Conceptual differences between MARS and NARS allow registration

European Union

In Quelle AG v Office for Harmonization in the Internal Market (OHIM), the European Court of First Instance (CFI) has upheld the OHIM Board of Appeal's decision to allow the registration of the mark NARS.

Nars Cosmetics Inc filed an application for the Community trademark NARS for goods in Classes 3, 18 and 25 of the Nice Classification. The word element 'NARS' is represented in a stylized manner.

Quelle AG opposed the application in respect of clothing, footwear and headgear (Class 25), alleging a likelihood of confusion with its own two earlier figurative MARS German national registrations. Both of Quelle's marks are made up of a graphic element and a word element (complex marks), namely a dark globe and within it two white curved lines through which an arrow-like design cuts and, below that, the word 'MARS' in block letters.

The issue of likelihood of confusion was not considered by OHIM's Opposition Division because the use of Quelle's trademarks was contested and in the Opposition Division's view, Quelle's evidence to prove use was not sufficient. On appeal, the Board of Appeal annulled the Opposition Division's decision insofar as it found that there was no proof of genuine use of the earlier trademarks, and held that the opposing signs were neither visually nor conceptually similar and that, in spite of their phonetic similarity, confusion was highly unlikely. Consequently, the Board of Appeal rejected the opposition. This decision was confirmed by the CFI. The court stated that:

  • The conflicting signs are similar at the phonetic level. The differences in pronunciation between the first letters of the conflicting signs are not sufficient to counteract the similarity arising from the identity between the most significant parts.

  • The opposing signs are visually not similar. The graphic element of the earlier trademarks is dominant in view of its size and colour. The word 'MARS', although stylized, appears only as a caption which refers to the graphic element. By contrast, the mark applied for is composed only of the word 'NARS' represented in a stylized manner.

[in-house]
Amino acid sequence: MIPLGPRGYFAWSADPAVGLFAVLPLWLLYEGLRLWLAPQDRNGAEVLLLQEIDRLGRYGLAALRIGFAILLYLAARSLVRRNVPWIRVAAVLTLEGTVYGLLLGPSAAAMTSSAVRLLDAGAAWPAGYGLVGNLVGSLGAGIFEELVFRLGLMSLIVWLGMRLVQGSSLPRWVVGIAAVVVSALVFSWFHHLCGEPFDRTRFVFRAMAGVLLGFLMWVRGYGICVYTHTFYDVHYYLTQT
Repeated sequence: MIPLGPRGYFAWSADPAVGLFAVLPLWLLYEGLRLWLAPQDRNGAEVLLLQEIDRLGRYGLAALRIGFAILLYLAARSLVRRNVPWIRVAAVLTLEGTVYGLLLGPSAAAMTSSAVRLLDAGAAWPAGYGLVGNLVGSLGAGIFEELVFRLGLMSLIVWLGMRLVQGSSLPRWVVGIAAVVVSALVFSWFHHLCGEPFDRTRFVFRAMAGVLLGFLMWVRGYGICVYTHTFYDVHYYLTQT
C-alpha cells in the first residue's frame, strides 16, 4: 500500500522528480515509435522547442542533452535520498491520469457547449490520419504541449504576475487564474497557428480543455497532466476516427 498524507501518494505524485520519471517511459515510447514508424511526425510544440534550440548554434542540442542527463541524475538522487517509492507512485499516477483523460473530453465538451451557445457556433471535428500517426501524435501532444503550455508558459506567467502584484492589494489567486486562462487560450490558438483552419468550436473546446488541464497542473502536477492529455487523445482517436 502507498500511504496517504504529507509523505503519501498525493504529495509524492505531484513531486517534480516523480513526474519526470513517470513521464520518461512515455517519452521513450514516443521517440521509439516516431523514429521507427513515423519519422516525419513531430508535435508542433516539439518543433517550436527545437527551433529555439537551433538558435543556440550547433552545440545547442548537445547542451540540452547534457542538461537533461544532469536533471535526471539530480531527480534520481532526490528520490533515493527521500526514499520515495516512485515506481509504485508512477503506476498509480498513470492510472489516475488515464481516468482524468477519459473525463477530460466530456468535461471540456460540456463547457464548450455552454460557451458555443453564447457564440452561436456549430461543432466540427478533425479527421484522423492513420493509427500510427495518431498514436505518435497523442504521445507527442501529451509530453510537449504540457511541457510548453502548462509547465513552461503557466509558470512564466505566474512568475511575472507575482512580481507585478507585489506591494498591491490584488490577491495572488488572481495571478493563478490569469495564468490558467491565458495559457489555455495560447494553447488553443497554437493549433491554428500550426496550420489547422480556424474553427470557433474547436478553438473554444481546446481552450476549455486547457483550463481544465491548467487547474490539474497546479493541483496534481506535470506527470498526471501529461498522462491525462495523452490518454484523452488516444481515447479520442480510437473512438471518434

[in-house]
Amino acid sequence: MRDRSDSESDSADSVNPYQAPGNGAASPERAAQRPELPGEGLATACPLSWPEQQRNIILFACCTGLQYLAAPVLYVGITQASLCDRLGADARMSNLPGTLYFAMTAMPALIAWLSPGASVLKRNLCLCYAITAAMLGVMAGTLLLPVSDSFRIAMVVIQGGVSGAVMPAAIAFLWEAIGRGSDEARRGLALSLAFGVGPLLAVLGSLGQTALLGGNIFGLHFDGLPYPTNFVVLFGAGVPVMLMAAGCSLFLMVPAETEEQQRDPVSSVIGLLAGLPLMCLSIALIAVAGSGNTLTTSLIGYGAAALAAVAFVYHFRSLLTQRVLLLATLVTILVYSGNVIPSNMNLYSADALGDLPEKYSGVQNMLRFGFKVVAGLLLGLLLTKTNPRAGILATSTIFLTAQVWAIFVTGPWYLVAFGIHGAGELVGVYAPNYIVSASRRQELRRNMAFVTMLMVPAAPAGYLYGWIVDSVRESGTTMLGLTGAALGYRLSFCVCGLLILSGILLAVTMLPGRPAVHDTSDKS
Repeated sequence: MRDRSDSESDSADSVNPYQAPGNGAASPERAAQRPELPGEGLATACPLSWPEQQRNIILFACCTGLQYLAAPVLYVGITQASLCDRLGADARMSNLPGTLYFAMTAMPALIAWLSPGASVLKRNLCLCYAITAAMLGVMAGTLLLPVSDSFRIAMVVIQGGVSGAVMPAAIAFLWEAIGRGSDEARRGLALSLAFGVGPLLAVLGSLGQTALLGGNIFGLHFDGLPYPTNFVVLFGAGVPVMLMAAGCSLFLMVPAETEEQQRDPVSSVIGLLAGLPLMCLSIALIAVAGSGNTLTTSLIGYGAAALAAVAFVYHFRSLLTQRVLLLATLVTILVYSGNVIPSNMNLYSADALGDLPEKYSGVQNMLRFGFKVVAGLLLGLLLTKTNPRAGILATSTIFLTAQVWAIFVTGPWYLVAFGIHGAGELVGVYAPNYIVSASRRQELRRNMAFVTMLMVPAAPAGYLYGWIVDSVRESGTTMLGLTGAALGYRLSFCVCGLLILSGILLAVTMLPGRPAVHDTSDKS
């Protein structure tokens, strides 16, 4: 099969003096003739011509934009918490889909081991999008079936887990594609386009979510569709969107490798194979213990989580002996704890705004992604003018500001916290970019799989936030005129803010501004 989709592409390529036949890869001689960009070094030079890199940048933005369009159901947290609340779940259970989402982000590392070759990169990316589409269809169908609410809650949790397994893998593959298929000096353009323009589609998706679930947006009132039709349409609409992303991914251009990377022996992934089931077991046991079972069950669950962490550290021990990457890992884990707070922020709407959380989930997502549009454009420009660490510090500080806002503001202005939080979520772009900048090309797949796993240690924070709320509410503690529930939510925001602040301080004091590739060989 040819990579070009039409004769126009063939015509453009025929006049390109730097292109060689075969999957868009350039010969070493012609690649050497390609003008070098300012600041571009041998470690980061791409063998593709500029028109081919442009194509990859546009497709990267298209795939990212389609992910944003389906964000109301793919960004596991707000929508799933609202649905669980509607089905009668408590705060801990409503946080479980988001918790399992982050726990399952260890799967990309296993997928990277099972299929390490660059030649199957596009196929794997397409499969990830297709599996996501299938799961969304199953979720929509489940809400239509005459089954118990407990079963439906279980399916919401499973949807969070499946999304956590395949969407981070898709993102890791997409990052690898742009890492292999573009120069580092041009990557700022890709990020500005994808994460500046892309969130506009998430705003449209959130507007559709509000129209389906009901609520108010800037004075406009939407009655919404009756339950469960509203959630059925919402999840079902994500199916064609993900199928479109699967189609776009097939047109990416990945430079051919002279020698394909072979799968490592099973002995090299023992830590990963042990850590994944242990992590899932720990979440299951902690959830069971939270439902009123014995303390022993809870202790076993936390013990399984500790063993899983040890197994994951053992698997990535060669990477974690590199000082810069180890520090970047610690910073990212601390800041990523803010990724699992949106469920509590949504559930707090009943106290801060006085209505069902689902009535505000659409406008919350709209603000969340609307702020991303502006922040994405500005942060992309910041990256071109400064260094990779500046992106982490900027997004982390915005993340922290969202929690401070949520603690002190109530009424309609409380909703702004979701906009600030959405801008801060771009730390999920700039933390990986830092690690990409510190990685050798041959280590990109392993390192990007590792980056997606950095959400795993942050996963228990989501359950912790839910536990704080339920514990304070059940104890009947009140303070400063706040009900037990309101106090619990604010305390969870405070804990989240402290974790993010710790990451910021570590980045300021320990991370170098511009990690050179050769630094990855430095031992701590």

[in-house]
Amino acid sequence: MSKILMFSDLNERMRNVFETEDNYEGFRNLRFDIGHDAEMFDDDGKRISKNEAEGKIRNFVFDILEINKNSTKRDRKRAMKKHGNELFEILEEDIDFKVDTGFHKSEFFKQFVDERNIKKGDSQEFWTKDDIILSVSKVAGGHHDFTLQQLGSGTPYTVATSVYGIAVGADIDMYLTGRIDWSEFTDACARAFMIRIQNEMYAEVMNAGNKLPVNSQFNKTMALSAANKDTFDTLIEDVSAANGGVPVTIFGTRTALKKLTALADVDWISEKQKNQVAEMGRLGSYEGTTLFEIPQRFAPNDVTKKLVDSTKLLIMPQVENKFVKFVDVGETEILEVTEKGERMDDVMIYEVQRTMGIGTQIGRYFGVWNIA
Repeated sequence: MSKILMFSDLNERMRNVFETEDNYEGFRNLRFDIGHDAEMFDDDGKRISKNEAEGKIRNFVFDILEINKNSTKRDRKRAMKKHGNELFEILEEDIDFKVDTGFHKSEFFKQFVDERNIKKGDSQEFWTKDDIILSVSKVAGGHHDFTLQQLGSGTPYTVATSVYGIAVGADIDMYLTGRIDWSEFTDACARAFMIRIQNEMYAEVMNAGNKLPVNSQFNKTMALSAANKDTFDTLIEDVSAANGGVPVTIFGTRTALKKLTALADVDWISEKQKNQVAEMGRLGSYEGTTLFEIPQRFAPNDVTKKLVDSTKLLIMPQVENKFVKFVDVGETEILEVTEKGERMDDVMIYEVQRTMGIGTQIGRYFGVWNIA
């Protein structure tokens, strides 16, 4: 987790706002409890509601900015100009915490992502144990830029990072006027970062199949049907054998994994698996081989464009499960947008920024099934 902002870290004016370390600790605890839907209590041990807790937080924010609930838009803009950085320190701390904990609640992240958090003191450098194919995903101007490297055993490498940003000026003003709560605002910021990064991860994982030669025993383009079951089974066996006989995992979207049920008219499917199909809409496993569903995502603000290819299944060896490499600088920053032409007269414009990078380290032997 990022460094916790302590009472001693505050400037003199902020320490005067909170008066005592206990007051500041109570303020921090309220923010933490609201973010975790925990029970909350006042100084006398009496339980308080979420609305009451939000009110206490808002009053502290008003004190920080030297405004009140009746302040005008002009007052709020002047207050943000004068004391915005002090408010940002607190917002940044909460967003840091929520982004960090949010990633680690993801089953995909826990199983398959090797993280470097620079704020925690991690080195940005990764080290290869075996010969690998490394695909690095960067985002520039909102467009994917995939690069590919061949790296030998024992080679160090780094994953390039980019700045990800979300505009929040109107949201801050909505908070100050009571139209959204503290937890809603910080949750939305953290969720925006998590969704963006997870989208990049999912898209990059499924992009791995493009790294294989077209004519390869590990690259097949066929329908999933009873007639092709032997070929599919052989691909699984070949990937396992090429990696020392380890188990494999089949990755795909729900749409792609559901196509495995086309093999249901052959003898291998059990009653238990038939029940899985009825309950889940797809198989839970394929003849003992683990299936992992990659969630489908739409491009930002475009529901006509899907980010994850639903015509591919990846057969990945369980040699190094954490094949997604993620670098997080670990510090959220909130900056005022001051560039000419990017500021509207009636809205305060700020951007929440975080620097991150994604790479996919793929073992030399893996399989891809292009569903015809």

• The conflicting signs are conceptually dissimilar since the average consumer will view the earlier MARS marks as referring to the idea of the planet Mars and the NARS mark as referring to a name or a fantasy word.

  • In the global assessment of the likelihood of confusion, the visual, phonetic or conceptual aspects of the opposing signs do not always have the same weight. Since the choice of an item of clothing or a pair of shoes is generally made visually and therefore the visual perception of the marks in question will generally take place prior to purchase, the visual aspect plays a greater role in the global assessment of the likelihood of confusion.

  • The mere phonetic similarity of the opposing marks does not therefore support the conclusion that there is a likelihood of confusion, particularly because, during the assessment of a likelihood of confusion, the conceptual differences which distinguish the opposing marks may be such as to counteract to a large extent the visual and phonetic similarities between those marks, provided that at least one of the marks has a clear and specific meaning so that the public is capable of grasping it immediately, and the other mark has no such meaning or an entirely different meaning.

This decision complies with prior decisions of the European Court of Justice (SIR/ZIRH Case - see, Phonetic similarity does not necessarily lead to confusion) and it seems that - as a rule - different graphic elements or conceptual differences may counteract phonetic similarities and vice versa.

Friederike Bahr, Beiten Burkhardt, Munich

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